Tebbetts singled to lead off the Boston 10th and was sacrificed to second by Kinder. But DiMaggio struck out and Pesky field out to left.
Williams was up in the bottom of the 11th. He fouled out to the catcher, Hank Riebe. Vern Stephens stepped into the box and homered “on a beeline inches above the left field wall into the netting.”13 Game over.
It had been an unusual game, featuring three balks and the three outfield assists by Boston’s slugger.
The Tigers had outhit the Red Sox, 11 hits to 8, and Red Sox pitchers had walked seven Tigers batters while neither Trucks nor Trout walked a Boston batter. But six double plays helped the Red Sox – five that Tigers grounded into and the one in the 10th inning when Williams caught Evers’ fly ball and then threw home to get Lipon.
The win went to Kinder, the loss to Trout. The win was the fourth in a row for Boston. The Globe declared, “Fans left the ball park talking more about ‘the Kid’s’ money heave than of many a homer he has belted in the past.”14
Even with 11 innings, game time was 2:36. The game was played in front of 11,434.
The record for outfield assists by a player in one game is four; it was done five times in the nineteenth century and seven more in the twentieth century.15
In addition to the sources cited in the Notes, the author consulted Baseball-Reference.com and Retrosheet.org.
1 Ted Williams with John Underwood, My Turn at Bat (New York: Fireside Books, 1969), 7.
2 In 1939, his rookie year, Williams played right field. For the rest of his career, which wrapped up more than a decade before the designated hitter became a possibility for American League ballplayers, Williams played left field save for 15 games in 1940, four in 1941, and one game in 1942.
3 Dom DiMaggio with Bill Gilbert, Real Grass, Real Heroes (New York: Zebra Books, 1990), 172.
4 His fielding percentage in left was .976, in right field it was .936, and as a pitcher it was 1.000. (Williams pitched two innings during a game in 1940, allowing one run but handling two fielding chances without an error.)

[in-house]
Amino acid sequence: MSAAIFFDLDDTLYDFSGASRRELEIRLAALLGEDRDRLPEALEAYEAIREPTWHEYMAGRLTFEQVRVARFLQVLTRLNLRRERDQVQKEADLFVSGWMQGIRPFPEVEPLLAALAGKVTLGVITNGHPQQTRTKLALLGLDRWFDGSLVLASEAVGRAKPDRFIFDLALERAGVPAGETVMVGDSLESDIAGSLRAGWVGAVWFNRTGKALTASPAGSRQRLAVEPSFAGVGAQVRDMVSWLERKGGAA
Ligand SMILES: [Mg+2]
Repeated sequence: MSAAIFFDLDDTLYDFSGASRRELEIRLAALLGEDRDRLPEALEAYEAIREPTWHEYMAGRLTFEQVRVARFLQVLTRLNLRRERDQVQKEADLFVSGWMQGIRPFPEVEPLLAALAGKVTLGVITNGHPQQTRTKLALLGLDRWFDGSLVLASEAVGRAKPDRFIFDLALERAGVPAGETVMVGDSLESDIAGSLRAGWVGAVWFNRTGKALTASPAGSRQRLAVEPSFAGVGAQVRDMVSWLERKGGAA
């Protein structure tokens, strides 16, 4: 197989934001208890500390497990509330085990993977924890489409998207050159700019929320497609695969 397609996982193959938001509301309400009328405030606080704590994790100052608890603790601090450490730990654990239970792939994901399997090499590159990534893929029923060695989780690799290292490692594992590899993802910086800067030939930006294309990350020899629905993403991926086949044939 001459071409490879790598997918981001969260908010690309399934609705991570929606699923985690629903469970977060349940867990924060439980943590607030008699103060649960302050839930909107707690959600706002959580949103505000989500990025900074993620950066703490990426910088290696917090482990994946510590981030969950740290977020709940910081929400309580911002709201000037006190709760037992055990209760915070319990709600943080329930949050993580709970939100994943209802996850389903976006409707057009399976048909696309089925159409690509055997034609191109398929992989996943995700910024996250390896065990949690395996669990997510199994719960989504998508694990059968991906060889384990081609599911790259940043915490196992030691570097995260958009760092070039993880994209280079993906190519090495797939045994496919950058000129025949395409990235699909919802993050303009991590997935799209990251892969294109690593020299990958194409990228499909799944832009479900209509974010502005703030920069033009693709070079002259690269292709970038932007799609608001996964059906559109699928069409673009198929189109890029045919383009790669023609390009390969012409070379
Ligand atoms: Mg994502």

5 The first balk came when Doerr was hoping to pull a hidden-ball trick on Lipon. The balk was called when Parnell stepped on the rubber without the ball. On McCarthy’s appeal, the balk ruling was first overruled, but then reinstated when O’Neill objected. The details of the balks can be found in F.C. Matzek, “Stephens’ Homer in 11th Wins for Red Sox,” Providence Journal, May 6, 1948: 8.
6 Will Cloney, “Stephens’ Homer Wins for Sox, 4-3,” Boston Herald, May 6, 1948: 24.
7. Leo MacDonnell, “Williams’ Super Peg Cost Tigers Game,” Detroit Times, May 6, 1948: C-32.
9 Will Cloney, “Stephens’ Homer Wins for Sox, 4-3.” Cloney agreed the ball came in on one hop and said that Tebbetts blocked the plate “like a Sherman tank.”
10 Jack Barry, “Sox Beat Tigers Again, 4-3, on Stephens’ Homer in 11th,” Boston Globe, May 6, 1948: 1.
11 George C. Carens, “O’Neill Lauds Ted at Dad-Son Fete,” Boston Traveler, May 6, 1948: 33.
12 Will Cloney, “Harris or Kramer to Face Bengals in Finale,” Boston Herald, May 6, 1948: 24.
14 Barry: 30.
15 See the listing on baseball-almanac.com at https://www.baseball-almanac.com/rb_ofas.shtml Accessed July 4, 2021.